"Professor Foley and I believe that there are numerous instances where President Obama has not only suspended portions of congressional statutes, but has also replaced the relevant statutory language with a new language that was drafted solely by the executive branch," Rivkin told Wallbank. "This blatant usurpation of legislative authority by the president is the most palpable injury to the House of Representatives as an institution and would amply satisfy the constitutional requirement of an injury-in-fact, necessary to establish standing," Rivkin told Wallbank.

And legal scholar Jonathan Turley told MSNBC they might have a plausible case against the president.

"There's no license for going it alone in our system, and what he's done is very problematic. He has shifted $454 million of the ACA from appropriated purpose to another purpose. He's told agencies not to enforce some laws, like immigration laws. He has effectively rewritten laws through the active interpretation that I find very problematic. While I happen to agree with him, I voted for him, I think this is a problem."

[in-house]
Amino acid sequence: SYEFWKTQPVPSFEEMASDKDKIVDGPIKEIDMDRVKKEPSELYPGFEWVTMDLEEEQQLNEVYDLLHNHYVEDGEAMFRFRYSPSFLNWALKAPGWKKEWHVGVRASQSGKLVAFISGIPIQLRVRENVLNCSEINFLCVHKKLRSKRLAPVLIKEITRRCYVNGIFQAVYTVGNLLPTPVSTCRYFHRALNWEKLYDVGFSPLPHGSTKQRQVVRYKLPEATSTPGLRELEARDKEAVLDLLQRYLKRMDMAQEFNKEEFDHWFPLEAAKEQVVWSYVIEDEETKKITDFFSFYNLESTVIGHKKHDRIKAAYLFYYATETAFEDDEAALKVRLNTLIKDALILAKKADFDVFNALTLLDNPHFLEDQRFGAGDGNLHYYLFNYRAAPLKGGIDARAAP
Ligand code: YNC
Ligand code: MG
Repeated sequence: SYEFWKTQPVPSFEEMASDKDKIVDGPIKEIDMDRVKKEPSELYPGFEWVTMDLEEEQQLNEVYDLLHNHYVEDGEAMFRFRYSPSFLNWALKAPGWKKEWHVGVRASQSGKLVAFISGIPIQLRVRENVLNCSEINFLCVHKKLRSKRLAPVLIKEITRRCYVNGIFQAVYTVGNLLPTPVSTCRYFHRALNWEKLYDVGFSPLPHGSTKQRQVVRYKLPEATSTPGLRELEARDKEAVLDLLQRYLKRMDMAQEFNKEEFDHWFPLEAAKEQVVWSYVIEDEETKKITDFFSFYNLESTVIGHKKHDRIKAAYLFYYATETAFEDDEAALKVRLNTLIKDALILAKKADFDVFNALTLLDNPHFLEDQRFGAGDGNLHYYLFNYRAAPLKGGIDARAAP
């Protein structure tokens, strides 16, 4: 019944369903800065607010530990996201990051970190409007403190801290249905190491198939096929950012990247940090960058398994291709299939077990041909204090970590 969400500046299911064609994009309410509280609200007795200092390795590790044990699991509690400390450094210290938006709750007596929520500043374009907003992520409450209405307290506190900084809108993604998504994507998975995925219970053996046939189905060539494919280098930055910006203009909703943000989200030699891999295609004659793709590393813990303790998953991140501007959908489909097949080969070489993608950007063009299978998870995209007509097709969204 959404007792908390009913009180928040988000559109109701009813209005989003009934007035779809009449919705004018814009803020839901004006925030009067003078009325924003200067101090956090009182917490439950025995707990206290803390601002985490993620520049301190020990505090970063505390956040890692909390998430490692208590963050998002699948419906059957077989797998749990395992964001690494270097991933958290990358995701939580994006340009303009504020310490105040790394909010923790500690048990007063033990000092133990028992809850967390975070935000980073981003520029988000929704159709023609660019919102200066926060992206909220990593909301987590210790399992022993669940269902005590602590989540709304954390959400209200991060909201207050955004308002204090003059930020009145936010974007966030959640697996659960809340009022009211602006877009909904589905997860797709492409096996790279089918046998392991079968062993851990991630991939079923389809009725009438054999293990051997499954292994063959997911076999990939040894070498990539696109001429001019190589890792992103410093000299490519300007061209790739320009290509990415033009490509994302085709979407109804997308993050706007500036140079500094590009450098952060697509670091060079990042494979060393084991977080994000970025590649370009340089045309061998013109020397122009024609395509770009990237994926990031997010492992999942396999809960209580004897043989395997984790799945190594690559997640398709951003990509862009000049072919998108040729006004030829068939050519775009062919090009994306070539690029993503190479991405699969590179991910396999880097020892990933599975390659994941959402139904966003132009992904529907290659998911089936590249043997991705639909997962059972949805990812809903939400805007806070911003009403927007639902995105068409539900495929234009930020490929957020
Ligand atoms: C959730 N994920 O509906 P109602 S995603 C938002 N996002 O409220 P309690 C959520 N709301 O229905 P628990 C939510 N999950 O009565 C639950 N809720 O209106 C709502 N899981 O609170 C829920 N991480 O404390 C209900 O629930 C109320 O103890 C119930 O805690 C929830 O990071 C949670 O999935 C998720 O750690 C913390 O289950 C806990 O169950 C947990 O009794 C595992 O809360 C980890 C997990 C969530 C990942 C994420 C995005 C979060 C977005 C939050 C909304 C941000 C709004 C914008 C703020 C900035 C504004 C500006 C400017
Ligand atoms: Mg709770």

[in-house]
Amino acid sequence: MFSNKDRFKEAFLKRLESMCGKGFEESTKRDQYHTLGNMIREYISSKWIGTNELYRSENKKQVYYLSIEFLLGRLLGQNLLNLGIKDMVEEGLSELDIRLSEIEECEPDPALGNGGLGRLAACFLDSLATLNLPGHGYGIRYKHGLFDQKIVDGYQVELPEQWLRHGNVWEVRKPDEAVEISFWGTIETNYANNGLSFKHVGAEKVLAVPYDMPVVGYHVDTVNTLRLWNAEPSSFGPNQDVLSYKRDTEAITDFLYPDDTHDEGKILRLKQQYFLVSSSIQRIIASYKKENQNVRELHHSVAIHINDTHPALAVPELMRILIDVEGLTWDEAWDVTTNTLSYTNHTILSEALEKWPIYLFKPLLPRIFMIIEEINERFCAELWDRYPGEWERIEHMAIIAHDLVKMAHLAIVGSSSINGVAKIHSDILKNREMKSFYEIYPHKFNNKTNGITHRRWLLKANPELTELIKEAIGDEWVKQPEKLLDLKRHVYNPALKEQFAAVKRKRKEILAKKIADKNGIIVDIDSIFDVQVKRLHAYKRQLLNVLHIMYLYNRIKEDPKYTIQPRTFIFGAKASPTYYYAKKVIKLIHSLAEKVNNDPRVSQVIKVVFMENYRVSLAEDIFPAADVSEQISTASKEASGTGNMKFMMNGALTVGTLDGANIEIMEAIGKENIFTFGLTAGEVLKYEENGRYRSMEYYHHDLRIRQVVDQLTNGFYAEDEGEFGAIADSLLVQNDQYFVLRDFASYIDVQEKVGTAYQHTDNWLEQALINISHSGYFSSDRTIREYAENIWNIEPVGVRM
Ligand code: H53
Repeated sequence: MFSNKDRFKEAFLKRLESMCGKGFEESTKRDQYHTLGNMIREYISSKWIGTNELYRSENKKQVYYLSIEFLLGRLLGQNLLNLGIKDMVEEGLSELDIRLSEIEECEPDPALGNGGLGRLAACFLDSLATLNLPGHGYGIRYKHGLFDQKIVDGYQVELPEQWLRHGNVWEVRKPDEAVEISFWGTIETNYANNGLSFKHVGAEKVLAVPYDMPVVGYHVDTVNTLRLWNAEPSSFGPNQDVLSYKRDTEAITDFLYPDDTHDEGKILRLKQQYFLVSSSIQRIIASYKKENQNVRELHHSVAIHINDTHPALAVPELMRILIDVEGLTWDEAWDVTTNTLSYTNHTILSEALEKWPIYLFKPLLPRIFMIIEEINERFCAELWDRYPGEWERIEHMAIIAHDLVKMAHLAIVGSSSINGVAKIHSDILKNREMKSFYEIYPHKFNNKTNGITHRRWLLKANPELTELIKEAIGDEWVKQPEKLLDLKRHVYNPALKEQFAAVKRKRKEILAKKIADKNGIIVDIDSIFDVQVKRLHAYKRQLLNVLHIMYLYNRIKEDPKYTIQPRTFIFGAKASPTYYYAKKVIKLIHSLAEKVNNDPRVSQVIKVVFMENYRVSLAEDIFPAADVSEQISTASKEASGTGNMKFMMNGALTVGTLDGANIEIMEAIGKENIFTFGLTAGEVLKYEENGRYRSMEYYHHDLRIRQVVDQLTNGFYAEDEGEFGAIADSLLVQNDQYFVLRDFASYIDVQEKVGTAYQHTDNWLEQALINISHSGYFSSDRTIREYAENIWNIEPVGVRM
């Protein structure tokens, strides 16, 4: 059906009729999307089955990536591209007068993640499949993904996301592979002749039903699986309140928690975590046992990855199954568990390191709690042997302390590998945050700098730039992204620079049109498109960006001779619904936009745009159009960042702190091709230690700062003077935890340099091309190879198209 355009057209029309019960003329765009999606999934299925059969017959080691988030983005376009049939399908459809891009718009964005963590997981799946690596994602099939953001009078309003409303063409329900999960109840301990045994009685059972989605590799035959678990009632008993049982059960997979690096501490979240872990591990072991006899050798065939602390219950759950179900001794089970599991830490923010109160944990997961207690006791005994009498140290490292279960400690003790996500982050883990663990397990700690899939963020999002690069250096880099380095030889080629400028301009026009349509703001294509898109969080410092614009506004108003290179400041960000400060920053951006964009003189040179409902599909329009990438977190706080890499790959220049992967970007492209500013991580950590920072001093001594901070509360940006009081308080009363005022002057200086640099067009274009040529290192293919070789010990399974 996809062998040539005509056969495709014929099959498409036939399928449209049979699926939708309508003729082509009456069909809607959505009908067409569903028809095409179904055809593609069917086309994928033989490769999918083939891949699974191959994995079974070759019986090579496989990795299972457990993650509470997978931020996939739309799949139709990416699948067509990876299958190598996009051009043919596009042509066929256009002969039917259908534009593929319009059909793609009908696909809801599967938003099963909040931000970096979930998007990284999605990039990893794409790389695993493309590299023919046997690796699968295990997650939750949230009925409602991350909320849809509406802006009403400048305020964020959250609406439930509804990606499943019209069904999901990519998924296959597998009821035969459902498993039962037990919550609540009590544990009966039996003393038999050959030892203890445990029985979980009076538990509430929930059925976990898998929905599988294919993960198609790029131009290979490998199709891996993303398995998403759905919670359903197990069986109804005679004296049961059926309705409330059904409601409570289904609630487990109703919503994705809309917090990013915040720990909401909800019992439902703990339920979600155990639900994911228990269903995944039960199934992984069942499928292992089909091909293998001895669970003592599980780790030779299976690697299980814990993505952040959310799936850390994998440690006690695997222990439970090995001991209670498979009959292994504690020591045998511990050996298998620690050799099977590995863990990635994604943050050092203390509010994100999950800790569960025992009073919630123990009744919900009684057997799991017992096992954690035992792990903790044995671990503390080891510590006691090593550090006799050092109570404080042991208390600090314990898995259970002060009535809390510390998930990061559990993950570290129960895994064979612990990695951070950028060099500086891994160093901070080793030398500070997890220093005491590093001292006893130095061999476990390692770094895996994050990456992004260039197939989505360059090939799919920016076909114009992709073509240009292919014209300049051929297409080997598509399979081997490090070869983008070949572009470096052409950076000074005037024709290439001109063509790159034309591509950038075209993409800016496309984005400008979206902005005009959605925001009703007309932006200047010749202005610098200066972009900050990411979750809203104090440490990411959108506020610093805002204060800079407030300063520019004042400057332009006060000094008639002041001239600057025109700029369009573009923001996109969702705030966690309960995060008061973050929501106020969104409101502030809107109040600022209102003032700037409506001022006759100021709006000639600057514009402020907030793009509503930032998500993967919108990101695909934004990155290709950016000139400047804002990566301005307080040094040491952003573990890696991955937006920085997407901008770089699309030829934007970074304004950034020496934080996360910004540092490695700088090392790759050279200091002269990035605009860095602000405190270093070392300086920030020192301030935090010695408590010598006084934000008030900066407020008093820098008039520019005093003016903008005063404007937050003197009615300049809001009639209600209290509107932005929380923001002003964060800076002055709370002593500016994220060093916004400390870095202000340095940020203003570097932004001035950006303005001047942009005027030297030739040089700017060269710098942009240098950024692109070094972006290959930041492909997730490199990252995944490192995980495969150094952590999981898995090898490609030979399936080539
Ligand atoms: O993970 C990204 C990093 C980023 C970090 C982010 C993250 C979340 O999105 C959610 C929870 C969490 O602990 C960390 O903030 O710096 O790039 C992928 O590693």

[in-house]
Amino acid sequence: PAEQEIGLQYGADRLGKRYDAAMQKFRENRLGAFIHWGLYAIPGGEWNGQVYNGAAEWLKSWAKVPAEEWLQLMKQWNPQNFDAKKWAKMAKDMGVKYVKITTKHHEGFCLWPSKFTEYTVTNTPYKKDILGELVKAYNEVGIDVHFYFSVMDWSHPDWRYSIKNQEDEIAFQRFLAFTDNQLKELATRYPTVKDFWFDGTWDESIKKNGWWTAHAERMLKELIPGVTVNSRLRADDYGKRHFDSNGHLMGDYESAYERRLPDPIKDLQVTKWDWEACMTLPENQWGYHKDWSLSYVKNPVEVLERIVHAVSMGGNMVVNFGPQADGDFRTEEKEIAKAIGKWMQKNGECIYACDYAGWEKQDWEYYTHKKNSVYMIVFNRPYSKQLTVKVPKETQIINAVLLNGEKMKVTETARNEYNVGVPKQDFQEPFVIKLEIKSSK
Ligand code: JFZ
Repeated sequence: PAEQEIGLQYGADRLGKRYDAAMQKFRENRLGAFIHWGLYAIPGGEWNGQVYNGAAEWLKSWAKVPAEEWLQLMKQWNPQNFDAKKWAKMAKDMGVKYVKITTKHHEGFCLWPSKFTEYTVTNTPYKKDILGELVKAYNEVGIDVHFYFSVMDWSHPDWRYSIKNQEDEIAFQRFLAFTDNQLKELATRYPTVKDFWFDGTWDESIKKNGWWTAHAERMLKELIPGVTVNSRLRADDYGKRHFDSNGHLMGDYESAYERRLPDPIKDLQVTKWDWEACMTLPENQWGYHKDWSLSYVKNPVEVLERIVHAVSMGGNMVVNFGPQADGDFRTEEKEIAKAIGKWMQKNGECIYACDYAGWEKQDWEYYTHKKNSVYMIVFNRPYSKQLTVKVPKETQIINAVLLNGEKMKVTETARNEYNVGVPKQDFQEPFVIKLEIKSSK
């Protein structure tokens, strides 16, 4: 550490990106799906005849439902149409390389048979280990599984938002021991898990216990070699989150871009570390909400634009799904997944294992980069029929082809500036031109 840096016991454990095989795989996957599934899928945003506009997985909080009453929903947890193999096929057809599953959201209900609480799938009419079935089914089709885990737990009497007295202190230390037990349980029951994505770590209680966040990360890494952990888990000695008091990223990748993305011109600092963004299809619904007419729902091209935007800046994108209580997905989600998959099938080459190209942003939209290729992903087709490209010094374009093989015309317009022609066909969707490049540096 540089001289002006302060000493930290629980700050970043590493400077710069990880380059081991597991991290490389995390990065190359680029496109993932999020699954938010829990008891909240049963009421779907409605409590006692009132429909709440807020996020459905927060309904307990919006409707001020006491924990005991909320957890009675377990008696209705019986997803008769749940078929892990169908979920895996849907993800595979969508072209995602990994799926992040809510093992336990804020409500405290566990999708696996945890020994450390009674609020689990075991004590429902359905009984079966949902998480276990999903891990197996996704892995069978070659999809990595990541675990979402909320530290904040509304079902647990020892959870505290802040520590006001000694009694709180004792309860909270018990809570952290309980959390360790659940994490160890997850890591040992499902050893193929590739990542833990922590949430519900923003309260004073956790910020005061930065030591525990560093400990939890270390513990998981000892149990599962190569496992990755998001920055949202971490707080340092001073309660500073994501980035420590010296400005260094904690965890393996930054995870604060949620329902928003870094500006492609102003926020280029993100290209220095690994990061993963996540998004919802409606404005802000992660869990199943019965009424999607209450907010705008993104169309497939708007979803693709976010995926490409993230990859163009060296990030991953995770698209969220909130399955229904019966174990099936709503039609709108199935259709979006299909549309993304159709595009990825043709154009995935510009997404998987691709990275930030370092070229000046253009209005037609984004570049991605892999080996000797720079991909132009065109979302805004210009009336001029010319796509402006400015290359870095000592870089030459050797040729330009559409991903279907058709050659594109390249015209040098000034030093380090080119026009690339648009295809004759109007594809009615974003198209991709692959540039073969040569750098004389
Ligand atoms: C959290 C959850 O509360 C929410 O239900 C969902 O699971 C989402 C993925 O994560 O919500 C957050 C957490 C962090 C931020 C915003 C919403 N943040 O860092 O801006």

Ron Christie, a Republican political strategist and a former member of Dick Cheney's vice presidential staff, writing for the Daily Beast, insists Boehner could be successful.

"The real issue, of course, is not the number of executive orders issued during one's presidency but rather their legality. And it's here that Boehner and company have a real, substantive case against the president."

Christie notes that Obama has issued "at least 32 legislative fixes to the Affordable Care Act, softened laws against illegal immigration, and stripped the work requirement from President Clinton's welfare reform -- all with the stroke of his pen."

Whether or not Boehner's threat has legal merit, Derek Wallbank, writing for Bloomberg, notes Boehner's lawsuit stands a very good chance of backfiring with voters. He reminds his readers that only 7 percent of Americans expressed confidence in Congress in a June Gallup poll, a historic low for the institution.